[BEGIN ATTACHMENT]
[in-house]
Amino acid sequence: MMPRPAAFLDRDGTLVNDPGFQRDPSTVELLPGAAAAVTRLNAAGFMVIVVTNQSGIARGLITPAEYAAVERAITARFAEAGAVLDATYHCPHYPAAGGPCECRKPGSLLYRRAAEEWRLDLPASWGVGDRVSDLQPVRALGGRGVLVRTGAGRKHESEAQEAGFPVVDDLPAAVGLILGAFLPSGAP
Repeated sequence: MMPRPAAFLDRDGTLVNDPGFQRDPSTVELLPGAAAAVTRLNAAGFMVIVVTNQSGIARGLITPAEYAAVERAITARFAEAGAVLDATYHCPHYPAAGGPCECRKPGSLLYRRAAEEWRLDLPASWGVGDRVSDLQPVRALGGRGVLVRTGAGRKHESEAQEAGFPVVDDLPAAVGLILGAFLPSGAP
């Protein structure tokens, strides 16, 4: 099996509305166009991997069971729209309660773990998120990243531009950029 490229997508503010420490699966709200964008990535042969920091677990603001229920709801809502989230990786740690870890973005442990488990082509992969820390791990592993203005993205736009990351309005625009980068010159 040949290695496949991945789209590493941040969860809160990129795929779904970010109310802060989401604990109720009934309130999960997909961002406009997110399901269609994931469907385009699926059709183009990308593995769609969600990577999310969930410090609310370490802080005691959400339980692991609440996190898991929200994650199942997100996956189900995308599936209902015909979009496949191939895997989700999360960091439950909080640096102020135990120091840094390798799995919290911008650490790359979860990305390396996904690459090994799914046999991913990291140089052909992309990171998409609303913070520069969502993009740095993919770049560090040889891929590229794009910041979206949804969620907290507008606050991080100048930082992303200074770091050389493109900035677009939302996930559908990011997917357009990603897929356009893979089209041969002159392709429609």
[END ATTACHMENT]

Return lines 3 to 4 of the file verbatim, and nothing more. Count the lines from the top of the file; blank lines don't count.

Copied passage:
Repeated sequence: MMPRPAAFLDRDGTLVNDPGFQRDPSTVELLPGAAAAVTRLNAAGFMVIVVTNQSGIARGLITPAEYAAVERAITARFAEAGAVLDATYHCPHYPAAGGPCECRKPGSLLYRRAAEEWRLDLPASWGVGDRVSDLQPVRALGGRGVLVRTGAGRKHESEAQEAGFPVVDDLPAAVGLILGAFLPSGAP
């Protein structure tokens, strides 16, 4: 099996509305166009991997069971729209309660773990998120990243531009950029 490229997508503010420490699966709200964008990535042969920091677990603001229920709801809502989230990786740690870890973005442990488990082509992969820390791990592993203005993205736009990351309005625009980068010159 040949290695496949991945789209590493941040969860809160990129795929779904970010109310802060989401604990109720009934309130999960997909961002406009997110399901269609994931469907385009699926059709183009990308593995769609969600990577999310969930410090609310370490802080005691959400339980692991609440996190898991929200994650199942997100996956189900995308599936209902015909979009496949191939895997989700999360960091439950909080640096102020135990120091840094390798799995919290911008650490790359979860990305390396996904690459090994799914046999991913990291140089052909992309990171998409609303913070520069969502993009740095993919770049560090040889891929590229794009910041979206949804969620907290507008606050991080100048930082992303200074770091050389493109900035677009939302996930559908990011997917357009990603897929356009893979089209041969002159392709429609």